For Okta, an innovative San Francisco-based identity company, addressing its impact on the climate is a foundational component to one of its three Environmental, Social, and Corporate Governance (ESG) pillars. While the company understood the need to confront its greenhouse gas (GHG) emissions, Okta was at the very beginning of its decarbonization journey and, like many other organizations starting out, wanted to make an impactful first step. In August of 2020, Okta completed its first GHG emissions assessment which allowed it to measure its emissions, establish baselines, and begin to define renewable energy and carbon reduction goals.
With this information, Okta approached 3Degrees to help develop a plan to procure renewable energy to address its energy consumption, while also having a positive effect on its local community.
Over the past 15 years, 3Degrees has supported The California Bright Schools Program with the procurement of more than 173,000 MWhs of solar RECs from school districts throughout California. Taking into account its desire for community impact, purchasing RECs from California schools proved to be a perfect fit for Okta.
The Bright Schools Program was born out of a vision for school districts to proliferate solar energy adoption and save general fund dollars, while providing clean energy education for students and teachers. This program, implemented through the California Energy Commission, helps identify the most cost-effective energy saving opportunities and supports the installation of photovoltaic solar systems on schools across the state.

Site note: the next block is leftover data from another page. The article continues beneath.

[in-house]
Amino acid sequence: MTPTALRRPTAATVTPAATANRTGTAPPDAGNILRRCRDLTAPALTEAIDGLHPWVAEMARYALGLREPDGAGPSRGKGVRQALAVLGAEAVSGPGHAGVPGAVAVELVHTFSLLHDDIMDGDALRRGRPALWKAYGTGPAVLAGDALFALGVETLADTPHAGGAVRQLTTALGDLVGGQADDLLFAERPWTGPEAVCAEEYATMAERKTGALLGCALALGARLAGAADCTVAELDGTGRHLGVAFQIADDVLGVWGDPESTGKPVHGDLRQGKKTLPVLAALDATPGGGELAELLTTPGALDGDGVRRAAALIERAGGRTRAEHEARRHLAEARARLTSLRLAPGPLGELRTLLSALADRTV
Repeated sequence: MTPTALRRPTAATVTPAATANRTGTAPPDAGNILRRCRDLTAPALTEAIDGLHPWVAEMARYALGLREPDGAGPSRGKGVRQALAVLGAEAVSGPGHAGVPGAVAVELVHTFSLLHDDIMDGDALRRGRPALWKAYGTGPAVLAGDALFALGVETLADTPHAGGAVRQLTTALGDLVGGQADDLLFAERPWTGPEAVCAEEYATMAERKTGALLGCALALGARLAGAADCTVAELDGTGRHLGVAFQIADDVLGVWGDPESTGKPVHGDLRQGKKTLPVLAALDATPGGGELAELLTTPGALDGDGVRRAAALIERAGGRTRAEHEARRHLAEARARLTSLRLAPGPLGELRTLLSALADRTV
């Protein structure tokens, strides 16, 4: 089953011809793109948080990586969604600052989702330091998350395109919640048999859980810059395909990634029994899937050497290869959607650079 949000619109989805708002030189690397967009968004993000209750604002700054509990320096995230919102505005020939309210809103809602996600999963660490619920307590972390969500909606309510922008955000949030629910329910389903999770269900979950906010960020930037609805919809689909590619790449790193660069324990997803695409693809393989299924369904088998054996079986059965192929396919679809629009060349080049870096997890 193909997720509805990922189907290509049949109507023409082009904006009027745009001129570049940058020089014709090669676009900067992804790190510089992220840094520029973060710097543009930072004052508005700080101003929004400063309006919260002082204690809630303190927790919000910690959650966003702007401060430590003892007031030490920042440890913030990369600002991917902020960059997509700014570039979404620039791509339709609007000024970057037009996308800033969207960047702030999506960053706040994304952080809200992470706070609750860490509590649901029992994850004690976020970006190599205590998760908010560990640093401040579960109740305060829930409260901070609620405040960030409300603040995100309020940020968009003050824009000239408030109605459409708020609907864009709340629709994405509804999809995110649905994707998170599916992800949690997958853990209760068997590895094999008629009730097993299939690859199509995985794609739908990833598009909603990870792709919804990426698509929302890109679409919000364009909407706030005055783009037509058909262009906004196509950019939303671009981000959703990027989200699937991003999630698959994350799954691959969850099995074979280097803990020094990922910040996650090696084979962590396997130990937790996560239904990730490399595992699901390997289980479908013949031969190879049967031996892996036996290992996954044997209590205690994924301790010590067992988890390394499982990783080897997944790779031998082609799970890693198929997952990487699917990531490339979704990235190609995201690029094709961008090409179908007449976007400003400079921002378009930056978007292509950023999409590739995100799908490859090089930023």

The Milpitas Unified School District, just southeast of San Francisco, is a great example of how schools are benefiting from solar development. By hosting a PV solar system, the school district reduces its energy costs and generates revenue through the sale of renewable energy certificates (RECs) generated by the system. 3Degrees has been purchasing RECs from the school district since 2009.
How we helped
Working closely with Okta, 3Degrees assessed the company’s purchase criteria and developed a portfolio of renewable energy options that would meet its energy requirements and desire for local co-benefits. Through the purchase of RECs generated from the Bright Schools Program’s solar network, Okta was able to demonstrate its commitment to the environment and the community in which it operates. The purchase helped Okta meet its renewable energy goal for 2020, while also making a positive impact on a neighboring school district.
“Every organization should be taking action on climate change, as it adversely affects our people and planet. At Okta, we’re early in our journey, but we’re committed to doing our part and reducing our Greenhouse Gas (GHG) emissions. We’re implementing energy efficiency efforts to reduce consumption at our offices — and for energy we consume, we’re investing in renewable energy projects with positive environmental and social impacts. We value our partnership with 3Degrees and their expertise in this area.”
— Alison Colwell, Director of ESG and Sustainability, Okta
Okta’s initial purchase was large enough to address its entire Scope 2 emissions footprint in the United States. By supporting the Bright Schools Program, Okta was able to create a meaningful connection for its employee stakeholders and highlight the tangible benefits of its investment to the community in which they live.
As a participant in the Bright Schools Program, the Milpitas Unified School District is estimated to save $12 million over the portfolio’s lifespan. It is through corporate REC purchases, like that of Okta’s, that these types of educational co-benefits are possible.
Okta’s purchase is a strong example of how organizations can go beyond “checking the box” with their renewable energy investments, demonstrating that even a first step can also be meaningful to stakeholders and impactful to the community. Acknowledging that this is just the beginning of its journey, Okta is already looking ahead at options to address its international Scope 2 emissions, as well as ways to address its indirect Scope 3 emissions.